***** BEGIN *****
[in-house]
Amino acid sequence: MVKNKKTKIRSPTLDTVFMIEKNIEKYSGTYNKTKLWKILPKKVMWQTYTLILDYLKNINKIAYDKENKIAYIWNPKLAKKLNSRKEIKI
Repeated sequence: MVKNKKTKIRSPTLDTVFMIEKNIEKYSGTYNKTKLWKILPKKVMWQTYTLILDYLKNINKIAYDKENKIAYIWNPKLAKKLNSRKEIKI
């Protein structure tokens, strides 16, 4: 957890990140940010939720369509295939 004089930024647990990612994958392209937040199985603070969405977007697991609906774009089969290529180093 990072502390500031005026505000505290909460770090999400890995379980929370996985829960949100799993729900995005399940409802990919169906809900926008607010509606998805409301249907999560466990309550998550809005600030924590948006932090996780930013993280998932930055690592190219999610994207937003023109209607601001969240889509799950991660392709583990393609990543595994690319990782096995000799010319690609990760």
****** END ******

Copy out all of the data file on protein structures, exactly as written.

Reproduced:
[in-house]
Amino acid sequence: MVKNKKTKIRSPTLDTVFMIEKNIEKYSGTYNKTKLWKILPKKVMWQTYTLILDYLKNINKIAYDKENKIAYIWNPKLAKKLNSRKEIKI
Repeated sequence: MVKNKKTKIRSPTLDTVFMIEKNIEKYSGTYNKTKLWKILPKKVMWQTYTLILDYLKNINKIAYDKENKIAYIWNPKLAKKLNSRKEIKI
């Protein structure tokens, strides 16, 4: 957890990140940010939720369509295939 004089930024647990990612994958392209937040199985603070969405977007697991609906774009089969290529180093 990072502390500031005026505000505290909460770090999400890995379980929370996985829960949100799993729900995005399940409802990919169906809900926008607010509606998805409301249907999560466990309550998550809005600030924590948006932090996780930013993280998932930055690592190219999610994207937003023109209607601001969240889509799950991660392709583990393609990543595994690319990782096995000799010319690609990760």